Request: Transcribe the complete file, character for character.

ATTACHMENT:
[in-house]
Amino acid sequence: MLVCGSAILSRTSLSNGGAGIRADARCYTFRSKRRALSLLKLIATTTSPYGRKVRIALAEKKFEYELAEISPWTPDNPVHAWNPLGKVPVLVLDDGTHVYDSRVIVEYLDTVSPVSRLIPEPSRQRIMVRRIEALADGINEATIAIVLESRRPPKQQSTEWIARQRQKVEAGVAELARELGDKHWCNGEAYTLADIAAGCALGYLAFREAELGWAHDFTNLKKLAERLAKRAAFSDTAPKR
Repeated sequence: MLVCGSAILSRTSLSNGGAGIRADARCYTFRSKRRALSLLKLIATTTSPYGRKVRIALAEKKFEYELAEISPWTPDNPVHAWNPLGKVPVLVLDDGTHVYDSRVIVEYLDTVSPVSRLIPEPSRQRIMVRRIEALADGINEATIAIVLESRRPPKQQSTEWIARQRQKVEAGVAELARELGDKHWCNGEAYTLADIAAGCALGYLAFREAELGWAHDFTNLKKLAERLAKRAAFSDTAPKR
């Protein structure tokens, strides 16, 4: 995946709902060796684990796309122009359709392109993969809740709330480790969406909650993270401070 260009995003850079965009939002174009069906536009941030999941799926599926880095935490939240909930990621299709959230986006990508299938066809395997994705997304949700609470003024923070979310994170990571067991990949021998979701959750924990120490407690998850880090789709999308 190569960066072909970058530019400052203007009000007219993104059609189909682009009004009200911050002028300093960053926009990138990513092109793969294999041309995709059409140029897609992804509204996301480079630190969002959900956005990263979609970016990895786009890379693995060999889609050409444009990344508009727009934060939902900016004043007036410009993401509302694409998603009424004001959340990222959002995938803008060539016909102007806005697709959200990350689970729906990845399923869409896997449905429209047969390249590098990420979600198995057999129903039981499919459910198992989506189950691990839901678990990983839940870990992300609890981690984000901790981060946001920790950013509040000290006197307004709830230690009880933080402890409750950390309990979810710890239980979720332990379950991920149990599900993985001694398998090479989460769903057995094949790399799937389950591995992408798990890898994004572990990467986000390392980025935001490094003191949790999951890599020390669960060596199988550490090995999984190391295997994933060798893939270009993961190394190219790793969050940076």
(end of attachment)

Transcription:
[in-house]
Amino acid sequence: MLVCGSAILSRTSLSNGGAGIRADARCYTFRSKRRALSLLKLIATTTSPYGRKVRIALAEKKFEYELAEISPWTPDNPVHAWNPLGKVPVLVLDDGTHVYDSRVIVEYLDTVSPVSRLIPEPSRQRIMVRRIEALADGINEATIAIVLESRRPPKQQSTEWIARQRQKVEAGVAELARELGDKHWCNGEAYTLADIAAGCALGYLAFREAELGWAHDFTNLKKLAERLAKRAAFSDTAPKR
Repeated sequence: MLVCGSAILSRTSLSNGGAGIRADARCYTFRSKRRALSLLKLIATTTSPYGRKVRIALAEKKFEYELAEISPWTPDNPVHAWNPLGKVPVLVLDDGTHVYDSRVIVEYLDTVSPVSRLIPEPSRQRIMVRRIEALADGINEATIAIVLESRRPPKQQSTEWIARQRQKVEAGVAELARELGDKHWCNGEAYTLADIAAGCALGYLAFREAELGWAHDFTNLKKLAERLAKRAAFSDTAPKR
């Protein structure tokens, strides 16, 4: 995946709902060796684990796309122009359709392109993969809740709330480790969406909650993270401070 260009995003850079965009939002174009069906536009941030999941799926599926880095935490939240909930990621299709959230986006990508299938066809395997994705997304949700609470003024923070979310994170990571067991990949021998979701959750924990120490407690998850880090789709999308 190569960066072909970058530019400052203007009000007219993104059609189909682009009004009200911050002028300093960053926009990138990513092109793969294999041309995709059409140029897609992804509204996301480079630190969002959900956005990263979609970016990895786009890379693995060999889609050409444009990344508009727009934060939902900016004043007036410009993401509302694409998603009424004001959340990222959002995938803008060539016909102007806005697709959200990350689970729906990845399923869409896997449905429209047969390249590098990420979600198995057999129903039981499919459910198992989506189950691990839901678990990983839940870990992300609890981690984000901790981060946001920790950013509040000290006197307004709830230690009880933080402890409750950390309990979810710890239980979720332990379950991920149990599900993985001694398998090479989460769903057995094949790399799937389950591995992408798990890898994004572990990467986000390392980025935001490094003191949790999951890599020390669960060596199988550490090995999984190391295997994933060798893939270009993961190394190219790793969050940076």